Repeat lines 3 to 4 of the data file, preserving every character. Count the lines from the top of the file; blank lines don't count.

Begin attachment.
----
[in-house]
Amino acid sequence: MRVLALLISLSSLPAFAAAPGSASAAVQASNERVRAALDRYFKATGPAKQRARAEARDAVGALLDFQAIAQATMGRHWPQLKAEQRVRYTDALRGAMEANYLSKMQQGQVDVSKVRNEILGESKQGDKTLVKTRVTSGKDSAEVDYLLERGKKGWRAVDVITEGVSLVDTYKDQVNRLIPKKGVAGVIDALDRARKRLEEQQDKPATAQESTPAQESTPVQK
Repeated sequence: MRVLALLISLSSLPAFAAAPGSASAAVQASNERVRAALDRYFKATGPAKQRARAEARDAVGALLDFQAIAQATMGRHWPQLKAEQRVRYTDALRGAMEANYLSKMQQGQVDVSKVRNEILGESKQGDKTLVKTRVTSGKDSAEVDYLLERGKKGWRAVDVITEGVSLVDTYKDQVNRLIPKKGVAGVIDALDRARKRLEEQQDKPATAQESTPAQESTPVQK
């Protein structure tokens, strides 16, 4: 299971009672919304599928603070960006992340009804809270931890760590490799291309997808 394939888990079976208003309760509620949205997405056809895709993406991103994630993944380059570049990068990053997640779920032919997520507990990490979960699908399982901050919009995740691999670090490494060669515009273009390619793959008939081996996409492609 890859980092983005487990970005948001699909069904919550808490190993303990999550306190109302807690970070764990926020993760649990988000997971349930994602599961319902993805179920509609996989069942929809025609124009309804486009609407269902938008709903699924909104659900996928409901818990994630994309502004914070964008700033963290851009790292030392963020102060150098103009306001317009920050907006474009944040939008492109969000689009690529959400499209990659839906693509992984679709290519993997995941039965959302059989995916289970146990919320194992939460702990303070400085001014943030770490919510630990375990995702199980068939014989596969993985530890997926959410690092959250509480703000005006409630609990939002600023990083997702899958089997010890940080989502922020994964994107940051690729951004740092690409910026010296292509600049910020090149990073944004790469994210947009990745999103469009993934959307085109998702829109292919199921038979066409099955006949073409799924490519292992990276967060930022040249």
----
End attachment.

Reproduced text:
Repeated sequence: MRVLALLISLSSLPAFAAAPGSASAAVQASNERVRAALDRYFKATGPAKQRARAEARDAVGALLDFQAIAQATMGRHWPQLKAEQRVRYTDALRGAMEANYLSKMQQGQVDVSKVRNEILGESKQGDKTLVKTRVTSGKDSAEVDYLLERGKKGWRAVDVITEGVSLVDTYKDQVNRLIPKKGVAGVIDALDRARKRLEEQQDKPATAQESTPAQESTPVQK
């Protein structure tokens, strides 16, 4: 299971009672919304599928603070960006992340009804809270931890760590490799291309997808 394939888990079976208003309760509620949205997405056809895709993406991103994630993944380059570049990068990053997640779920032919997520507990990490979960699908399982901050919009995740691999670090490494060669515009273009390619793959008939081996996409492609 890859980092983005487990970005948001699909069904919550808490190993303990999550306190109302807690970070764990926020993760649990988000997971349930994602599961319902993805179920509609996989069942929809025609124009309804486009609407269902938008709903699924909104659900996928409901818990994630994309502004914070964008700033963290851009790292030392963020102060150098103009306001317009920050907006474009944040939008492109969000689009690529959400499209990659839906693509992984679709290519993997995941039965959302059989995916289970146990919320194992939460702990303070400085001014943030770490919510630990375990995702199980068939014989596969993985530890997926959410690092959250509480703000005006409630609990939002600023990083997702899958089997010890940080989502922020994964994107940051690729951004740092690409910026010296292509600049910020090149990073944004790469994210947009990745999103469009993934959307085109998702829109292919199921038979066409099955006949073409799924490519292992990276967060930022040249």